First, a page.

OBJECTIVE: This study aimed to determine the association between Lower Urinary Tract Symptoms (LUTS) and premature ejaculation and define its prevalence and factors associated among Filipino males during the Annual National Digital Rectal Exam (DRE) day.
METHODOLOGY: A descriptive cross sectional study was done in all male participants during the Annual National DRE day conducted at the Institute of Urology, St. Luke's Medical Center-Quezon City. All subjects were assessed by urologists for the presence of LUTS using the International Prostate Symptom Score (IPSS), and the Premature Ejaculation Diagnostic Tool (PEDT). The IPSS was categorized into total score (IPSS sum), storage symptoms (FUN - frequency, urgency, nocturia) and voiding symptoms (WISR - weak stream, intermittency, straining and residual urine). Ultrasound was also performed to obtain prostate size. The relationship between age, demographics, prostate size, IPSS scores, storage symptom score, voiding symptom score, and PEDT scores were analyzed using one way ANOVA. The statistical significance was set at P< 0.05.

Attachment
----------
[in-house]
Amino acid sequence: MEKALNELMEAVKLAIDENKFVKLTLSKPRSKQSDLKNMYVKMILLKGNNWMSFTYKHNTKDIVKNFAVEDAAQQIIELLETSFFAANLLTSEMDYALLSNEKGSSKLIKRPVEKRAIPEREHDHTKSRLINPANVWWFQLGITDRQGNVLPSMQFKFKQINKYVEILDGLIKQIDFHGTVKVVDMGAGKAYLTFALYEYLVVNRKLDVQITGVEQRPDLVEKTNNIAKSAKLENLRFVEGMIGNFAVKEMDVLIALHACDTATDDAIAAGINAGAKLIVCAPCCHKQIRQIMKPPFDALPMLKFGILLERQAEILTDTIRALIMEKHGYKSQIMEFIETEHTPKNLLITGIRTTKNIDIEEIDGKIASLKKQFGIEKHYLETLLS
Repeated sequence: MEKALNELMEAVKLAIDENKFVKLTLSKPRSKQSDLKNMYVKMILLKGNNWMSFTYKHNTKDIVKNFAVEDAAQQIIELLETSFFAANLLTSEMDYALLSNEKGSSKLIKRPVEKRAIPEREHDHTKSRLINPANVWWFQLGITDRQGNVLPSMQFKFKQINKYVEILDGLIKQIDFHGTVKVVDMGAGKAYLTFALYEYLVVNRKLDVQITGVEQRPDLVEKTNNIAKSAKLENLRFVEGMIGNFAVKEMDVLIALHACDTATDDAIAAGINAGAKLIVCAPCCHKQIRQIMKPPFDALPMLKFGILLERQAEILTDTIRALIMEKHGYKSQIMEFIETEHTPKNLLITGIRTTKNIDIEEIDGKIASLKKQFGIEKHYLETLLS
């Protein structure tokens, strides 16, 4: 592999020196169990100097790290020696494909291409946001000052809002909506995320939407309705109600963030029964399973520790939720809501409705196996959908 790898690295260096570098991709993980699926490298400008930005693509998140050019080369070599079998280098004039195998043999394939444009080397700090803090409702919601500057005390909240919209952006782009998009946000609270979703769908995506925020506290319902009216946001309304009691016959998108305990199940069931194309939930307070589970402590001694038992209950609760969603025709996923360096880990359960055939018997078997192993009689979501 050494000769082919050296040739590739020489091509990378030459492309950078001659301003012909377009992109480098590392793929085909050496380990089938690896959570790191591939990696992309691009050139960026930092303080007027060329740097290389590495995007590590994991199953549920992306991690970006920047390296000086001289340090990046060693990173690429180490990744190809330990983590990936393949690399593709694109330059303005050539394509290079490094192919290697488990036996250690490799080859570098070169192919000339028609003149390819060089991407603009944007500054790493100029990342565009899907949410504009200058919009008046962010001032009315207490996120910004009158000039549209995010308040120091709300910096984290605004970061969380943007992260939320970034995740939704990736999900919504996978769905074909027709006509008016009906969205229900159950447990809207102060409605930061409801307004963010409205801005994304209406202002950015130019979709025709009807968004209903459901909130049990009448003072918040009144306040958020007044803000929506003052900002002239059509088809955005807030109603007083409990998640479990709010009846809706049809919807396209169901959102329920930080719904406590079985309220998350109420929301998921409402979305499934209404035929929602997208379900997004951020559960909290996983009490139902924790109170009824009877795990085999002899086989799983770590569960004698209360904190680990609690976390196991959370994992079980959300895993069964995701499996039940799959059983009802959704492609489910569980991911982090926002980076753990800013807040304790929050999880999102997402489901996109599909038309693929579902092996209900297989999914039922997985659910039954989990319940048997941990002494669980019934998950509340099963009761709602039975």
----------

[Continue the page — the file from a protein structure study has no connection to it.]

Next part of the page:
RESULTS: A total of 101 male participants were included in the study. Participants' age ranged from 36 to 86, with a mean age of 61 ±. The mean IPSS was 5.79 (±6.59 SD). The most common symptom is nocturia with prevalence of 32.7%. The prevalence of PE is 26.7% and 16.8% has probable PE. There are no associations between PE and age, LUTS, storage and voiding symptoms, prostate size and co-morbid illnesses such as hypertension and diabetes showing p values of 0.291, 0.226, 0.600, 0.108, 0.908, 0.954 and 0.833 respectively. However PE was associated with weak stream (P= 0.015) and educational attainment (P=0.008).
CONCLUSION: Filipino men are becoming more concern about their health. LUTS are commonly seen in men in increasing age. PE is a very common male sexual dysfunction so there is a need for identification of such patients (17). Although, no correlation has been made between age, LUTS and PE in this study, however in further correlational analysis, educational status seems to have an impact in the self-reporting PE which may be due to higher awareness of participants with higher education. It is recommended that clinicians always utilize the screening questions for PE to give the appropriate treatment, since patients are often unwilling to volunteer their symptoms on PE (4.17). Our study also showed significant correlation with PE and weak stream, without association to prostate size. relating to a possible neurologic physiologic pathway rather than anatomic etiology of PE. Further study is recommended.